Aggro

While aggressive creature decks are generally rare in multiplayer formats, they still exist, and can be very strong. Blasphemous act and Earthquake can keep you alive while Dragon Broodmother and Dragonlair Spider will provide you a stream of blockers to keep the heat off of you. This deck does make a tasty target for early and repetitive attacks given that it sometimes takes a bit longer than other decks to get its engines online.

Stax

Playing against Stax will be dependent on the specific hateful artifacts and enchantments they drop. If you know you’re playing against a stax deck, try to mulligan for your cheapest ramp and removal spells. Nature’s Claim and Naturalize will be your best friends. You can easily get around Winter Orb with mana dorks and other creatures with Cryptolith Rite.  Tangle wire and Smokestack are cards you’ll want to remove as soon as possible. And if you’re up against mass land destruction, well, you’ll probably just want to play a different deck because MLD absolutely hoses our strategy. If you still decide to play into it, consider adding cards like Splendid Reclamation and Life from the Loam to build yourself back up.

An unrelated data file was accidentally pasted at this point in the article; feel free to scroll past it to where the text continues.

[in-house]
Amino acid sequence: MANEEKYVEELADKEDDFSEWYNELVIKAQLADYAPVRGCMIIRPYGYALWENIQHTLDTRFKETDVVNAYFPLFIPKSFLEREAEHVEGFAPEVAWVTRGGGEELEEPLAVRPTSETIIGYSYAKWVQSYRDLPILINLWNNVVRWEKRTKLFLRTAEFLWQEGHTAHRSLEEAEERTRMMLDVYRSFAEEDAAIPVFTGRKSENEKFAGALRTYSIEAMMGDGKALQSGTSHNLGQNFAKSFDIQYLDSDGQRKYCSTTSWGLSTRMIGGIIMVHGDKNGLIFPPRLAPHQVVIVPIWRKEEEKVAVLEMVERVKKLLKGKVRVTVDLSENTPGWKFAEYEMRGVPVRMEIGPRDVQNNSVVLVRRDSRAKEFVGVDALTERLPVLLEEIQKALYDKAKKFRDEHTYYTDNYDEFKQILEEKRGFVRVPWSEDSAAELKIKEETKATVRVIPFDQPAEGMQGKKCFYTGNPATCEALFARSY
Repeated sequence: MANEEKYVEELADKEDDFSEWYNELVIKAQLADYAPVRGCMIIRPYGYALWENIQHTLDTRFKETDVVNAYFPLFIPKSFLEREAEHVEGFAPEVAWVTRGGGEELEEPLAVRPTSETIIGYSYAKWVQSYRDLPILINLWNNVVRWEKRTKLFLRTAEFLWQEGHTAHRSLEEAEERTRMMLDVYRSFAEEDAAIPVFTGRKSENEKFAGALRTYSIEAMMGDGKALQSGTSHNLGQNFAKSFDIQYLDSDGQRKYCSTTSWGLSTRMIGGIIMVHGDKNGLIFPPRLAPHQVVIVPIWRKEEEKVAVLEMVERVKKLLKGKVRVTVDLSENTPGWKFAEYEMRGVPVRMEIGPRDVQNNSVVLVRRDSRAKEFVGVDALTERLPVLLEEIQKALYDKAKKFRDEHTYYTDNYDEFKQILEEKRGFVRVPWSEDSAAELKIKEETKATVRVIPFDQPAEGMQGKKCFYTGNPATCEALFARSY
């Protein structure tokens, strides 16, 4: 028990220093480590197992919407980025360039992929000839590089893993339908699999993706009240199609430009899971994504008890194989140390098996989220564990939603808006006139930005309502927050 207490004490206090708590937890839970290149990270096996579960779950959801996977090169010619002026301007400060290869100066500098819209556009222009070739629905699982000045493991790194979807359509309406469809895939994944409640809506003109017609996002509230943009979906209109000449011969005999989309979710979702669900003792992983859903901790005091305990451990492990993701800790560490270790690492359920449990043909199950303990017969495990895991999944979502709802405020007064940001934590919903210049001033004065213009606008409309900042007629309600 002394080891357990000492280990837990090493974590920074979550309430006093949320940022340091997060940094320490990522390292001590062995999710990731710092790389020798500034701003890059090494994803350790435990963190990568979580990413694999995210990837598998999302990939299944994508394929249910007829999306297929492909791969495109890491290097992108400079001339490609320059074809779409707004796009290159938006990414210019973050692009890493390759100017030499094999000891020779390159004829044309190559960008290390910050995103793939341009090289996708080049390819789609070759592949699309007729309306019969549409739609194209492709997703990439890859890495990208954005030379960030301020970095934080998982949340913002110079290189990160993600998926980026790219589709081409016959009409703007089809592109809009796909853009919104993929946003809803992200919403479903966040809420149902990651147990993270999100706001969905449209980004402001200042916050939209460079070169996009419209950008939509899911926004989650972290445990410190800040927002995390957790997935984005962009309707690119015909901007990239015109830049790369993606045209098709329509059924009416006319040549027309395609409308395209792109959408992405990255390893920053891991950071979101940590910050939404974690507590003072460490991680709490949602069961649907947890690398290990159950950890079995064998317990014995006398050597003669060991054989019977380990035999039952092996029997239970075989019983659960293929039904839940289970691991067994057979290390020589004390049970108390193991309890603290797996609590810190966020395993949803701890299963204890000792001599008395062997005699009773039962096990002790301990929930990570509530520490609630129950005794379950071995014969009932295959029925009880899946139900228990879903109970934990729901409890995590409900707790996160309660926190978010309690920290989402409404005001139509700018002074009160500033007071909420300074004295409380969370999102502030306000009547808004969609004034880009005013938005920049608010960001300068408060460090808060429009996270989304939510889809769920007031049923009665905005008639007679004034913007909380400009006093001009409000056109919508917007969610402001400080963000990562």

Combo

Like stax, this matchup will be dependent on the specific combos your opponents are playing. Artifacts can generally be dealt with, although eggs-combinations are pretty resilient even against removal. Decimate can help you delay the combo from going off, while your copy spells can provide some utility as well.  If your opponents rely on graveyard combos, Relic of Progenitus will do a lot of work, as would adding in a Grafdigger’s Cage. If you see a lot of hate being tossed at the combo deck you’ll probably be able to outrace them with your own combos.